College course probes religion of SEC football

by Gregory Tomlin |

(Beth Hall-USA TODAY Sports)Arkansas Razorbacks tight end AJ Derby (11) gets past Alabama Crimson Tide defensive back Geno Smith (24) to score a touchdown during the second half of a game at Donald W. Reynolds Razorback Stadium in 2014. Alabama defeated Arkansas 14-13.

CLINTON, South Carolina (Christian Examiner) – It's an old joke: On the eighth day, God created Southeast Conference (SEC) football.

But for a group of professors and students at Presbyterian College, the religion of football is no laughing matter.

CBS Sports correspondent Jon Solomon reports two professors, Drs. Michael Nelson and Terry Barr, have been teaching a course on religion and football for more than a decade but it is now more popular than ever.

Students in the one-hour course from Nelson, a history professor who is an Arkansas Razorback fan, and Barr, an English professor who favors the Crimson Tide of Alabama, probe issues related to the near religious devotion football fans have for their teams. They "worship" the players and coaches, pray that their teams will win, and mourn when they lose, Solomon reports.

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God & Football: Faith & Fanaticism in the SEC by Chad Gibbs is a book chronicling the experience of the author's journey to each of the 12 SEC schools where he spent time with "rabid" Christian fans of various ages and denominations. 

"Very quickly it became clear to us the parallels with religion were abundant," Nelson told CBS. "Even Nick Saban at a press conference is akin to a pulpit."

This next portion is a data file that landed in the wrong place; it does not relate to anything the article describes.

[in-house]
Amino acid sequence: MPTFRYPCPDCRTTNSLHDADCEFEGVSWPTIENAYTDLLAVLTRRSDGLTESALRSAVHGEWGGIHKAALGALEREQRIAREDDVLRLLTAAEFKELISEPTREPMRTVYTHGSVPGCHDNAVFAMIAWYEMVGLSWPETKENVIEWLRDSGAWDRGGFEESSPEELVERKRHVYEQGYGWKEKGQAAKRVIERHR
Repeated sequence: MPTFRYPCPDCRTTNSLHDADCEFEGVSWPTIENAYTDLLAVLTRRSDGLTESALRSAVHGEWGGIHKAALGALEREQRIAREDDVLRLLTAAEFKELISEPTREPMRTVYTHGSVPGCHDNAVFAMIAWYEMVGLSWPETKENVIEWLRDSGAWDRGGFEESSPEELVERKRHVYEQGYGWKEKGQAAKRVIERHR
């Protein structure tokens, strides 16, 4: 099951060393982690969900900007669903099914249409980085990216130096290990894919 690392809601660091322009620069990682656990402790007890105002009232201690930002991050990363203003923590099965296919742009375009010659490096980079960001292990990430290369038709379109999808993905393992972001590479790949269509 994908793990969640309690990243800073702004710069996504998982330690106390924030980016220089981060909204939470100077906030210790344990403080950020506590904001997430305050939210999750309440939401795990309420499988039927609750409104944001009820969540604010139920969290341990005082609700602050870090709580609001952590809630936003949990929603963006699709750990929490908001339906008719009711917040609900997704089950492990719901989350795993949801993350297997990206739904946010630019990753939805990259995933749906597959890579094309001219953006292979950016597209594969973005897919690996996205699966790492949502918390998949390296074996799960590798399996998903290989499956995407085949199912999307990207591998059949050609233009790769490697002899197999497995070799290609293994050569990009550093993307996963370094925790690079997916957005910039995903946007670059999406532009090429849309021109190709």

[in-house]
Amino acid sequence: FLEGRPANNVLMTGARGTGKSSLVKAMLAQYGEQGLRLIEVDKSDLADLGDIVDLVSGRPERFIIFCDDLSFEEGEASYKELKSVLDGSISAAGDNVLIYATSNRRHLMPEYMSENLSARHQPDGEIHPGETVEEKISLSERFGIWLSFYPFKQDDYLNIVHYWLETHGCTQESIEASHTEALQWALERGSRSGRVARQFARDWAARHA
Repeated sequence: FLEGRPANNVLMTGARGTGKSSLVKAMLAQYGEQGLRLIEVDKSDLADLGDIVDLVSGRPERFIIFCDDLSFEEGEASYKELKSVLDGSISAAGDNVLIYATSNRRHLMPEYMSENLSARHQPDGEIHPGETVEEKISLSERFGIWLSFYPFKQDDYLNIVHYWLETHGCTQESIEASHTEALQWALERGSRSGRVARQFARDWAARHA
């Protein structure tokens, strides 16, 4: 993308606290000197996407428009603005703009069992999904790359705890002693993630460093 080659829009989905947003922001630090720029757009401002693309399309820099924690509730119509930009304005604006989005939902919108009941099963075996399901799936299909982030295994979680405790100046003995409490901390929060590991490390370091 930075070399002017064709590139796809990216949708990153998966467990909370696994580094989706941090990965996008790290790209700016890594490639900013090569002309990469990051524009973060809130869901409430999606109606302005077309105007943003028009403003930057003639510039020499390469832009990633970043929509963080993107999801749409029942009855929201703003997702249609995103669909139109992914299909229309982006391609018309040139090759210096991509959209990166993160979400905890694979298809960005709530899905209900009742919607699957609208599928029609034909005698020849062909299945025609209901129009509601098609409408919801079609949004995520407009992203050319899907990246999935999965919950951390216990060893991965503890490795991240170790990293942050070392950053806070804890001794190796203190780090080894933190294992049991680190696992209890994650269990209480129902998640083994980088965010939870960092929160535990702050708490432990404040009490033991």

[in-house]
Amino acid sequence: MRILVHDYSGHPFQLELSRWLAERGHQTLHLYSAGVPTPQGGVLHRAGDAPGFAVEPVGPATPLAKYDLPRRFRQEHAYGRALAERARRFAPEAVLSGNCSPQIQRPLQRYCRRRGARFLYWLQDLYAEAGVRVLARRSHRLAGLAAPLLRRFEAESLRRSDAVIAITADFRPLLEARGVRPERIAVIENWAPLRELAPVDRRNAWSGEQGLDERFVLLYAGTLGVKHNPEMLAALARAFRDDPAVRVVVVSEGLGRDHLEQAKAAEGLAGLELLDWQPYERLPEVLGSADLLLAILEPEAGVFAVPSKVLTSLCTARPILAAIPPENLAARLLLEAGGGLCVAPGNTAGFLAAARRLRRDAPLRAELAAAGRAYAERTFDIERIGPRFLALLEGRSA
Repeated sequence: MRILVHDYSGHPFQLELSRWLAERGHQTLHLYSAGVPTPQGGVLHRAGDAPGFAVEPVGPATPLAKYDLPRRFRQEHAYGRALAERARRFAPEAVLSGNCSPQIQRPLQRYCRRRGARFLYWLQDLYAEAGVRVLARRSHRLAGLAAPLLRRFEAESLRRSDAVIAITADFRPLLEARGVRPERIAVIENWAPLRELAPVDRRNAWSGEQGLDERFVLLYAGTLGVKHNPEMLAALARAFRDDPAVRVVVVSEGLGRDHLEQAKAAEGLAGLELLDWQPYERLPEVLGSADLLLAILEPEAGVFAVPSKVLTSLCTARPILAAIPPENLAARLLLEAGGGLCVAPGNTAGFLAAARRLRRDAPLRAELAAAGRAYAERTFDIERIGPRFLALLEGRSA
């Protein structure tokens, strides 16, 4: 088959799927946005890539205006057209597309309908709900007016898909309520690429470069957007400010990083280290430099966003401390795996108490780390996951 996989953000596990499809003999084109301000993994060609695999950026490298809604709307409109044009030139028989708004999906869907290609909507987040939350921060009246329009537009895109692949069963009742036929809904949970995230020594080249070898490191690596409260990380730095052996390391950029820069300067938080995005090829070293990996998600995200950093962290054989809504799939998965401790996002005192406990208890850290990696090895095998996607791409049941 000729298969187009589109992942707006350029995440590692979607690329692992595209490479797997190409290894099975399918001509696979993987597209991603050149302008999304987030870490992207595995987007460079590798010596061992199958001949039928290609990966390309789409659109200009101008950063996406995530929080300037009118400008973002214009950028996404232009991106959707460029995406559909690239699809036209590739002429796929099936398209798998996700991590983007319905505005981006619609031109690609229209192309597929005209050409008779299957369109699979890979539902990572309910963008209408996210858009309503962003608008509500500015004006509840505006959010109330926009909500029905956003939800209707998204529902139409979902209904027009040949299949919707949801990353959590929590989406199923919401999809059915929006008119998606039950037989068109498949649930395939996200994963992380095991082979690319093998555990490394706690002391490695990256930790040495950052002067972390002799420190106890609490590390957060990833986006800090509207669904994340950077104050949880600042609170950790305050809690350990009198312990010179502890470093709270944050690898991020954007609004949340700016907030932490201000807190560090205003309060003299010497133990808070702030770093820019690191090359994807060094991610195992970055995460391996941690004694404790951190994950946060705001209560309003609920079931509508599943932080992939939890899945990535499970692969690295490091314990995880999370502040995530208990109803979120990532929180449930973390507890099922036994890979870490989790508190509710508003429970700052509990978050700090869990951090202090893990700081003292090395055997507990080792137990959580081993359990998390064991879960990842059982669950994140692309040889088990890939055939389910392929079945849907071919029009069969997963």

The class begins with students "confessing" their football habits and, if they don't adore football, they write reflective pieces on other topics, such as the football traditions of their families.

Lest anyone think, however, that religious devotion to football is really the point of the course, Nelson and Barr claim that the course is meant to teach people that life is full of things more important than football – a lesson a "set of Alabama fans" should have known before they missed their daughter's wedding to attend a game, Solomon wrote.

According to Solomon, the professors want to explore whether a person can be both devoutly religious and a rabid football fan, or if football tends to replace religion for a particular season of the year.

"I think for a lot of people in our society this really has become a civic religion," Nelson said. "It's the idols we worship. What would compel me on a Thursday to pack up my two boys and drive to Fayetteville, Arkansas 15 hours away? It's a pilgrimage. The stadiums are meccas."

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